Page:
Hash function collisions are not relevant to password hashing. All the password hashing works on preimage resistance, not collisions. You can forget everything about collisions when talking about password hashing.
Salt "collisions" may matter but are better called "salt reuse". You avoid salt reuse by using big enough random salts (16 bytes are enough; GUID are good salts).
You cannot change the salt without having access to the password. If you could do it, then the attacker could do it too, and nullify the benefits of the salts. This would be a serious weakness of the hashing function.
There is no point in changing the salt. The salt unique added value is how it is different from other salt values. There is no gain in replacing a salt value with another value; there can be a net loss if the new value happens to be equal to another salt value, leading to salt reuse.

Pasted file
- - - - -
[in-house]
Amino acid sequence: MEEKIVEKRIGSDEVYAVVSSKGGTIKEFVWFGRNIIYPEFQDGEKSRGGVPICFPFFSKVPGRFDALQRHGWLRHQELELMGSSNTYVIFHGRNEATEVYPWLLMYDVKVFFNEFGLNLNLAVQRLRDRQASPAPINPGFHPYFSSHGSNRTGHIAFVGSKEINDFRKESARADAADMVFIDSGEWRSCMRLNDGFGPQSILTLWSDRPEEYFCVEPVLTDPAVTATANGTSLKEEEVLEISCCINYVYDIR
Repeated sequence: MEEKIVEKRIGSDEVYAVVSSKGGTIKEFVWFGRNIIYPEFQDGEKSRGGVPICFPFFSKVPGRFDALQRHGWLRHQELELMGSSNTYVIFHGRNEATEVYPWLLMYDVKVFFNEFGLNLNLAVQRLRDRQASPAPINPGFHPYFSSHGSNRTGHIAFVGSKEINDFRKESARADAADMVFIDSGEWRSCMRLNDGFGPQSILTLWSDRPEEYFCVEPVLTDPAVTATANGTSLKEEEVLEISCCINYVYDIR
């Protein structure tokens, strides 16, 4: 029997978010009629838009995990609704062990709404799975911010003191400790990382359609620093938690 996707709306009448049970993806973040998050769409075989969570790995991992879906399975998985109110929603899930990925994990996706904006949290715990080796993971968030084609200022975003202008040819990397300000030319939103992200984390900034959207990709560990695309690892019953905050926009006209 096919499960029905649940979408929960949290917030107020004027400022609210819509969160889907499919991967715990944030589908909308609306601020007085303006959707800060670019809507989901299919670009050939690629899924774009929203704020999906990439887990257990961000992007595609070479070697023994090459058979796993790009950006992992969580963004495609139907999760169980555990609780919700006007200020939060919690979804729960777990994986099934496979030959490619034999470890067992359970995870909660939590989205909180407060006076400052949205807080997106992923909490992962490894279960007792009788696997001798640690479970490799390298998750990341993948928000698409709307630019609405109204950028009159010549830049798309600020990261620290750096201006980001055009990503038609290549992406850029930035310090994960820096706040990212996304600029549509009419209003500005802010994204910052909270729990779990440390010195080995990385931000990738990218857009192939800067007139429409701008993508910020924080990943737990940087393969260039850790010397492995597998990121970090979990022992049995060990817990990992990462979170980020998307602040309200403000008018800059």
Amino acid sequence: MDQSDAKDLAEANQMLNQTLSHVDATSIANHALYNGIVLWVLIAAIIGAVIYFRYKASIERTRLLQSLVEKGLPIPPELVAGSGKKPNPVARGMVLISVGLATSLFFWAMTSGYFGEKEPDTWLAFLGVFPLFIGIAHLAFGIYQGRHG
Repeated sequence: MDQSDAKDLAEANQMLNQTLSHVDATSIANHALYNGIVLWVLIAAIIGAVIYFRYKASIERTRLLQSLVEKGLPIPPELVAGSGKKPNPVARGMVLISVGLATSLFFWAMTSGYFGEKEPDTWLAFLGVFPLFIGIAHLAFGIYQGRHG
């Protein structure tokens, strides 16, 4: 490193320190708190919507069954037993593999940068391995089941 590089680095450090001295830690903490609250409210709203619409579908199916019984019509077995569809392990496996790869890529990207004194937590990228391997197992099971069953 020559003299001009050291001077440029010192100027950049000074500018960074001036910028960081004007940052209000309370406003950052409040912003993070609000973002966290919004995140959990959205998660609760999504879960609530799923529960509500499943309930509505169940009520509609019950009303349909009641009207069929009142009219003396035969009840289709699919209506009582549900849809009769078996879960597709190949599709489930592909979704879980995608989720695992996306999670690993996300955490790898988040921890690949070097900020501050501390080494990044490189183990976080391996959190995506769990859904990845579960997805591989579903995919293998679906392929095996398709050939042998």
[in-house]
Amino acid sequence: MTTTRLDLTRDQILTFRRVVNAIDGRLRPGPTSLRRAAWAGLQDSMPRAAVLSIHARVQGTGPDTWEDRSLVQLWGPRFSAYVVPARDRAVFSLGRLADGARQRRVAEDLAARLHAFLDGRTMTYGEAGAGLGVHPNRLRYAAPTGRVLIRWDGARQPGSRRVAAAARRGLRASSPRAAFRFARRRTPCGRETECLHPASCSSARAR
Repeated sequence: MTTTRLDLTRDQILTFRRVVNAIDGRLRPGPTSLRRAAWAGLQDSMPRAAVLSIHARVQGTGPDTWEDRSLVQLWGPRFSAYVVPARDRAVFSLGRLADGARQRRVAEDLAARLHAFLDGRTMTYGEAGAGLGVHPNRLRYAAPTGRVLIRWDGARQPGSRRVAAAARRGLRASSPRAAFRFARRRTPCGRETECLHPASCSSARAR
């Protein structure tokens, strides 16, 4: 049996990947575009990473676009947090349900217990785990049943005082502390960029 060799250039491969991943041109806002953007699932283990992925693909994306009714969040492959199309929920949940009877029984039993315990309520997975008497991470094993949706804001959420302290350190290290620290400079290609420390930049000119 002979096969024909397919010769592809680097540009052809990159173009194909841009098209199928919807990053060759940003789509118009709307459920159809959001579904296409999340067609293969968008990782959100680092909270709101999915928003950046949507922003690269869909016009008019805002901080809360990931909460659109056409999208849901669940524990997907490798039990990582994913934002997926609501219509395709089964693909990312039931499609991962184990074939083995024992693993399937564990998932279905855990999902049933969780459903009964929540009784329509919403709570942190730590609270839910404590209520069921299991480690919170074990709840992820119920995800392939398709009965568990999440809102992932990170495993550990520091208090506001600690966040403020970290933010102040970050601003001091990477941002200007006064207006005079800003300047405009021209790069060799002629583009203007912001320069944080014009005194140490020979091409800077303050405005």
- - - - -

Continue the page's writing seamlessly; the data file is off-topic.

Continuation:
Namely, when you use random salts, you are ensuring absence of salt reuse heuristically: if you ever generate s salts, in a space of size n (e.g. n = 2128 for random 16-byte salts), then risk of a salt reuse remains low as long as s2 is small with regards to n. Basically, with 16-byte salts, chosen randomly from a good PRNG, you have room for about 264 salt generation instances. If you change salts regularly, more often than strictly required, then you are increasing s, i.e. diminishing your breathing room. Fortunately, 264 is a huge number, so assuming that you do everything else properly, then replacing salts every week (when the user logs in, because you cannot do that without the password itself) will not imply a significant extra risk. It will be useless, but harmless.
If, from multiple hash values with various salts and the same password, the attacker can work out the password itself or reduce its key space (with better success than the simple risk of salt reuse explained above), then this is a cryptographic weakness of the password hashing function. No such weakness is known for usual password hashing functions (bcrypt, PBKDF2...).